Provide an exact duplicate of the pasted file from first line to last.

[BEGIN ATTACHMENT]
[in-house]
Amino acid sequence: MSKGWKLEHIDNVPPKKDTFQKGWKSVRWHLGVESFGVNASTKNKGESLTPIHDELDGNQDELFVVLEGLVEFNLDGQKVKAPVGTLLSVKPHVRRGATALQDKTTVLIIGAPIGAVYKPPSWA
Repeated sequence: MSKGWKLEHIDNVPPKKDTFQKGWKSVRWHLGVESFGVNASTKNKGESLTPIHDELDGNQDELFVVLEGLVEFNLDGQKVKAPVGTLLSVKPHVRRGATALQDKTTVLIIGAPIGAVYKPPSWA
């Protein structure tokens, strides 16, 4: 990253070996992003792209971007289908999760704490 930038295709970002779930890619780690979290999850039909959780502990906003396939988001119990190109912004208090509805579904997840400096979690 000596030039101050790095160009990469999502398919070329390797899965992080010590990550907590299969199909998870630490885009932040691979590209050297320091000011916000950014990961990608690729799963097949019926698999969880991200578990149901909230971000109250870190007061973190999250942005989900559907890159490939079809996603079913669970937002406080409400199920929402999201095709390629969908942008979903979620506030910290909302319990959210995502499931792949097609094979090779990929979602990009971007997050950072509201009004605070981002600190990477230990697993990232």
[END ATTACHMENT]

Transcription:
[in-house]
Amino acid sequence: MSKGWKLEHIDNVPPKKDTFQKGWKSVRWHLGVESFGVNASTKNKGESLTPIHDELDGNQDELFVVLEGLVEFNLDGQKVKAPVGTLLSVKPHVRRGATALQDKTTVLIIGAPIGAVYKPPSWA
Repeated sequence: MSKGWKLEHIDNVPPKKDTFQKGWKSVRWHLGVESFGVNASTKNKGESLTPIHDELDGNQDELFVVLEGLVEFNLDGQKVKAPVGTLLSVKPHVRRGATALQDKTTVLIIGAPIGAVYKPPSWA
């Protein structure tokens, strides 16, 4: 990253070996992003792209971007289908999760704490 930038295709970002779930890619780690979290999850039909959780502990906003396939988001119990190109912004208090509805579904997840400096979690 000596030039101050790095160009990469999502398919070329390797899965992080010590990550907590299969199909998870630490885009932040691979590209050297320091000011916000950014990961990608690729799963097949019926698999969880991200578990149901909230971000109250870190007061973190999250942005989900559907890159490939079809996603079913669970937002406080409400199920929402999201095709390629969908942008979903979620506030910290909302319990959210995502499931792949097609094979090779990929979602990009971007997050950072509201009004605070981002600190990477230990697993990232």